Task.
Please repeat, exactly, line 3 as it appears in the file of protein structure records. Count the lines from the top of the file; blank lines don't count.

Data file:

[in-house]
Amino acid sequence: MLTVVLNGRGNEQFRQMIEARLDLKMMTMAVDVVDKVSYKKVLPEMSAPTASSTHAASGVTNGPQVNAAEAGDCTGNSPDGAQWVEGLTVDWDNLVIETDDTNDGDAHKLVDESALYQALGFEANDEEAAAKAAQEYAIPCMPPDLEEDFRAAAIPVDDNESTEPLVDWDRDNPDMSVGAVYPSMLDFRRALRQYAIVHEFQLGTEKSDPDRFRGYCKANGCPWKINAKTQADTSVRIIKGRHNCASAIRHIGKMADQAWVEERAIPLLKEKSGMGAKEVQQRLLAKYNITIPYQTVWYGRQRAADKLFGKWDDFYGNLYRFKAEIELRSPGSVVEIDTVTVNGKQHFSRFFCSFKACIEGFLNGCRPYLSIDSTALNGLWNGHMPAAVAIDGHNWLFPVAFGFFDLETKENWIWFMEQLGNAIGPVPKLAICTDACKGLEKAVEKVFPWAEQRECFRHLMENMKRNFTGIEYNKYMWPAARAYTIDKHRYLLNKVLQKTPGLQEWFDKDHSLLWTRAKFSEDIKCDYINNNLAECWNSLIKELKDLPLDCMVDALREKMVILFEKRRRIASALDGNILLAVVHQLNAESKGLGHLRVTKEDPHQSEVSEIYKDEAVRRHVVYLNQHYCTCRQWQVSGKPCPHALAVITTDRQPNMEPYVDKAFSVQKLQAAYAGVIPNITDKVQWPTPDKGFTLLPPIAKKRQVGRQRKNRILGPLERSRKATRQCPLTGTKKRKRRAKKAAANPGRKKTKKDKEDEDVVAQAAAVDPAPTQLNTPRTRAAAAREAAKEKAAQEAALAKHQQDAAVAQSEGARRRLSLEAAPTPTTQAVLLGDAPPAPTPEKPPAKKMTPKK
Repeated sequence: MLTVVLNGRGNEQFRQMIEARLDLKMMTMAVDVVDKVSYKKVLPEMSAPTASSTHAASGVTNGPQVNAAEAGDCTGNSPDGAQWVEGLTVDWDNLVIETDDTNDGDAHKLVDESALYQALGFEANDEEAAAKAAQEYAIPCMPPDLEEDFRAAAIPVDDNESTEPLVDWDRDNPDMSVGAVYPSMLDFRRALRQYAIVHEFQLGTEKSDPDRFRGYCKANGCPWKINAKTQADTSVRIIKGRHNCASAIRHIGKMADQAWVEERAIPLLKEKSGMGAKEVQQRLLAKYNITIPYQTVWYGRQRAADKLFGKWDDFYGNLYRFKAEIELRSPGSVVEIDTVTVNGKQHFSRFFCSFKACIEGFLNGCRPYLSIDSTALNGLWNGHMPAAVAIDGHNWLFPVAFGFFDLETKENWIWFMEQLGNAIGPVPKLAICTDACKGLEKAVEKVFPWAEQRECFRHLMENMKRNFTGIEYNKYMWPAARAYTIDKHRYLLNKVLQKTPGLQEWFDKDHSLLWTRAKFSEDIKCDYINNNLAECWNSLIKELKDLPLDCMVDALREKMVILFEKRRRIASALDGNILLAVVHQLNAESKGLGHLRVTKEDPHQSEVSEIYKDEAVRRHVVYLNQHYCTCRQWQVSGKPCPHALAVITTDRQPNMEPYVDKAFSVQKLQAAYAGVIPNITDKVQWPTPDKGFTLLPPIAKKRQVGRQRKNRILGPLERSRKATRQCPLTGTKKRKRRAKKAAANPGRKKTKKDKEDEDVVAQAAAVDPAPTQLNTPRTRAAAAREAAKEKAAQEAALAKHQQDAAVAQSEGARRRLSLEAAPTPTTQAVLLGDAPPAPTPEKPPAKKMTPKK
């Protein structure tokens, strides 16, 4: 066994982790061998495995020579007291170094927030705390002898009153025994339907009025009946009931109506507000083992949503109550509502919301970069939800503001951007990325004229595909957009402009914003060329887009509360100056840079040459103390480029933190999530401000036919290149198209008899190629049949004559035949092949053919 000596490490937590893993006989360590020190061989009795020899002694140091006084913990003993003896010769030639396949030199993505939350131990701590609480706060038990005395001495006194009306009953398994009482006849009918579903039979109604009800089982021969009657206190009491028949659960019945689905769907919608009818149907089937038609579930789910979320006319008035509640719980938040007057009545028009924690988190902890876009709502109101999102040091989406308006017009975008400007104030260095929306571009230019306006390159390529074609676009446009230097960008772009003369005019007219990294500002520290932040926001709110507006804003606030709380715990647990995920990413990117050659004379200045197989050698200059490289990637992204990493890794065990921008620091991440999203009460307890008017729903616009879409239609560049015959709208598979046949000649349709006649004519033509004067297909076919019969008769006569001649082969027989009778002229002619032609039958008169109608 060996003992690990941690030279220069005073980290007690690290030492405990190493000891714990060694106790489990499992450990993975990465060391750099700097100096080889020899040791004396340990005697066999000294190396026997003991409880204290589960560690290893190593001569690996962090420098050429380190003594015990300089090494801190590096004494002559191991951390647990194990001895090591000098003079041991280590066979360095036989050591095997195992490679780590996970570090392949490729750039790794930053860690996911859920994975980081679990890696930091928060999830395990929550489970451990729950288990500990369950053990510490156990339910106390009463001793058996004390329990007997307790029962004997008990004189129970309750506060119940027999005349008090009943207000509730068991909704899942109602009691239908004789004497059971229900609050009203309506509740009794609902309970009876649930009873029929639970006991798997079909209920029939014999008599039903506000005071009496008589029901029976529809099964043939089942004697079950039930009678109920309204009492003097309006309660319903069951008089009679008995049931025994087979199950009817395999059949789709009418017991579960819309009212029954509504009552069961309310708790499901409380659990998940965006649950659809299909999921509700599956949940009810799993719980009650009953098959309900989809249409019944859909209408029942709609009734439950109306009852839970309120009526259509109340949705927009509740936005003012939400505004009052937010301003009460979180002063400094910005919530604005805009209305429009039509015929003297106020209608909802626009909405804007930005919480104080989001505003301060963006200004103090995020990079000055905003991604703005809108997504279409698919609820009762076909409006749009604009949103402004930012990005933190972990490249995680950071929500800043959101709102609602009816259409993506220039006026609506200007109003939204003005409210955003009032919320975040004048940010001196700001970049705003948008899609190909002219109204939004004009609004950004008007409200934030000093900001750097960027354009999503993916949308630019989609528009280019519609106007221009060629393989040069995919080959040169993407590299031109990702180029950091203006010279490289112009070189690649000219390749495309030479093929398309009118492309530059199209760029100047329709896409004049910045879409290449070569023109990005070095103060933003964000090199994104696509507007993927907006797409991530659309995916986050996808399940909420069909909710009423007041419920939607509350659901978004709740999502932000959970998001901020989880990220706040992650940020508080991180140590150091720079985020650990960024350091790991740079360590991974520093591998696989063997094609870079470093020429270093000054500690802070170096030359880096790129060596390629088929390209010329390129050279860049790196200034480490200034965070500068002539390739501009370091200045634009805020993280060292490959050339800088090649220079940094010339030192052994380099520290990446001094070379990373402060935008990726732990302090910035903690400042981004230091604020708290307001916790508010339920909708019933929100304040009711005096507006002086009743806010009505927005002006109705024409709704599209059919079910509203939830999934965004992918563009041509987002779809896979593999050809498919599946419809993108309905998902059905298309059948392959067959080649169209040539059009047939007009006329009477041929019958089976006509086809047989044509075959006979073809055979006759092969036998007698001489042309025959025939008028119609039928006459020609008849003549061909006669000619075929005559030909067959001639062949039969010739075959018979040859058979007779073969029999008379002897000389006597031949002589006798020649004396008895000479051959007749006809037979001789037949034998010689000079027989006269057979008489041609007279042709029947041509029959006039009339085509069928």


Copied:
Repeated sequence: MLTVVLNGRGNEQFRQMIEARLDLKMMTMAVDVVDKVSYKKVLPEMSAPTASSTHAASGVTNGPQVNAAEAGDCTGNSPDGAQWVEGLTVDWDNLVIETDDTNDGDAHKLVDESALYQALGFEANDEEAAAKAAQEYAIPCMPPDLEEDFRAAAIPVDDNESTEPLVDWDRDNPDMSVGAVYPSMLDFRRALRQYAIVHEFQLGTEKSDPDRFRGYCKANGCPWKINAKTQADTSVRIIKGRHNCASAIRHIGKMADQAWVEERAIPLLKEKSGMGAKEVQQRLLAKYNITIPYQTVWYGRQRAADKLFGKWDDFYGNLYRFKAEIELRSPGSVVEIDTVTVNGKQHFSRFFCSFKACIEGFLNGCRPYLSIDSTALNGLWNGHMPAAVAIDGHNWLFPVAFGFFDLETKENWIWFMEQLGNAIGPVPKLAICTDACKGLEKAVEKVFPWAEQRECFRHLMENMKRNFTGIEYNKYMWPAARAYTIDKHRYLLNKVLQKTPGLQEWFDKDHSLLWTRAKFSEDIKCDYINNNLAECWNSLIKELKDLPLDCMVDALREKMVILFEKRRRIASALDGNILLAVVHQLNAESKGLGHLRVTKEDPHQSEVSEIYKDEAVRRHVVYLNQHYCTCRQWQVSGKPCPHALAVITTDRQPNMEPYVDKAFSVQKLQAAYAGVIPNITDKVQWPTPDKGFTLLPPIAKKRQVGRQRKNRILGPLERSRKATRQCPLTGTKKRKRRAKKAAANPGRKKTKKDKEDEDVVAQAAAVDPAPTQLNTPRTRAAAAREAAKEKAAQEAALAKHQQDAAVAQSEGARRRLSLEAAPTPTTQAVLLGDAPPAPTPEKPPAKKMTPKK